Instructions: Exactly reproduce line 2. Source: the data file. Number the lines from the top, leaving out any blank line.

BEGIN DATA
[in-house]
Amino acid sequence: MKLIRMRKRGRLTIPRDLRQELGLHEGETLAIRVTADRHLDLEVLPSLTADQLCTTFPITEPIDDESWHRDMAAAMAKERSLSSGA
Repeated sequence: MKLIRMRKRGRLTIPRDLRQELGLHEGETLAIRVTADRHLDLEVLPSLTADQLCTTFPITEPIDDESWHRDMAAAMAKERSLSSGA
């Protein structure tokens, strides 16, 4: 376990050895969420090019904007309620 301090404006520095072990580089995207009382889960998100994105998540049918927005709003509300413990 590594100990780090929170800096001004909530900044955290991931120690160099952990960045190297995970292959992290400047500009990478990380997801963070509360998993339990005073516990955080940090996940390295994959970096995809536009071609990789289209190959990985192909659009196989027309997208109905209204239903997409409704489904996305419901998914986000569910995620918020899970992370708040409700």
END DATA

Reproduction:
Amino acid sequence: MKLIRMRKRGRLTIPRDLRQELGLHEGETLAIRVTADRHLDLEVLPSLTADQLCTTFPITEPIDDESWHRDMAAAMAKERSLSSGA